By NATALIE MILLER
The roughly 53 acres of land known as “Green Acres” off Route 54 in Ashland may become the site of a new housing development. Ashland resident Yancey Jones’ proposed Lauradell plan includes 148 living units, including single-family, single-family attached, and townhouse homes. The plan shows a maximum of 30 townhouses and single-attached homes.
Jones and members of Stockbridge Cos., the development and project advisory group, shared the plans with residents at a community meeting April 18 at First Baptist Church in Ashland.
According to the plans, no more than 49 percent of the land in question will be occupied by homes. The proposed development would have a Home Owners Association and a little over 15 acres of undeveloped land.
Jones and Stockbridge Cos. is working with Waterstreet Studio and the South Carolina-based Allison Ramsey Architects to create the master plan for the development.
Jones is the executive vice president of The Supply Room Companies, and owns the Ashland Town Center on England Street.
The original Lauradell application was submitted Dec. 20, and the most recent revisions were submitted April 3. Jones bought the land last April, and says he has a vision “to tie this piece of property into the Ashland community.”
The homes are intended to be built in different sizes and designs, to keep with Ashland’s mixed architecture. Prices for the homes may range from $300,000 to $400,000.
“We’re not telling people what they have to buy,” Jones said.
Jones and his wife live close to the land themselves, and have experienced previous developers’ attempts to build on the land. The homes will be built to accommodate people of different family sizes and needs. Jones said that when he was searching for a home for his father six years ago, he was unable to find an adequate home in Ashland to accommodate his wheel chair. The proposed plan would allow for some homes to be designed to meet the needs of the elderly and wheelchair users.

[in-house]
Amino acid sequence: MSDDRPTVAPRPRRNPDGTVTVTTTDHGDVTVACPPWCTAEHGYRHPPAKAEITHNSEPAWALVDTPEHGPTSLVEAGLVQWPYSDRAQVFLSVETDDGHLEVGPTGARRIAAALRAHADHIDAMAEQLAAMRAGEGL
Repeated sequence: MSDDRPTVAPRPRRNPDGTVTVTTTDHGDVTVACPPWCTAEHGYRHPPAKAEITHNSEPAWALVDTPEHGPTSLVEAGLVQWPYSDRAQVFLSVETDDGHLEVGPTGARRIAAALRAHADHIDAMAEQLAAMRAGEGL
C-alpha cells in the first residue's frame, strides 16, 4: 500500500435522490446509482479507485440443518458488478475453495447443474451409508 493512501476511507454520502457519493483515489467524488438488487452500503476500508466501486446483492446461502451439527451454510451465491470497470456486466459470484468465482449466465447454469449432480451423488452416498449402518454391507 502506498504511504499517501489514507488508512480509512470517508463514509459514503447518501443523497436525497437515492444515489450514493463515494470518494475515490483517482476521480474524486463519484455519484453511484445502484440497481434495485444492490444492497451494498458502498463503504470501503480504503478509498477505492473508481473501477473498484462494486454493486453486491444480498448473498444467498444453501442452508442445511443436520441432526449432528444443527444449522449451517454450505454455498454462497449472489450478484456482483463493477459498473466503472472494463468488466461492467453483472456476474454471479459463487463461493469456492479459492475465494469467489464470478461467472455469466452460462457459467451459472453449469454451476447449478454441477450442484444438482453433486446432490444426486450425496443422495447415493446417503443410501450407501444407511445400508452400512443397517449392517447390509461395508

Pat Temple, who lives on Chapman Street across from the proposed development, has been attending similar meetings since 1983 when the land was first proposed to be developed by another builder.
“This is the best that anyone has come up with,” Temple said, referring to previous developers proposed plans. “It’s going to be developed one way or another.”
Some residents have expressed their concerns with possible increased traffic on Route 54 and Chapman Street, if the development were built as proposed.
Directly across from the proposed development is Betsy Dabney’s house. Dabney, who has lived in this home since 2006, said she was concerned with the Chapman Street entrances to the proposed development. Some people who live on Chapman Street think the road may be too narrow to adequately support increased traffic.
Dabney said her family has enjoyed living across from the currently empty field.
“We knew it couldn’t stay that way forever, but we don’t want to see it developed,” Dabney said. “Granted, this is way better than the one before, but I’m still concerned with the number of homes.”
The Ashland Planning Commission will hold a public hearing at Town Hall May 10 at 7 pm.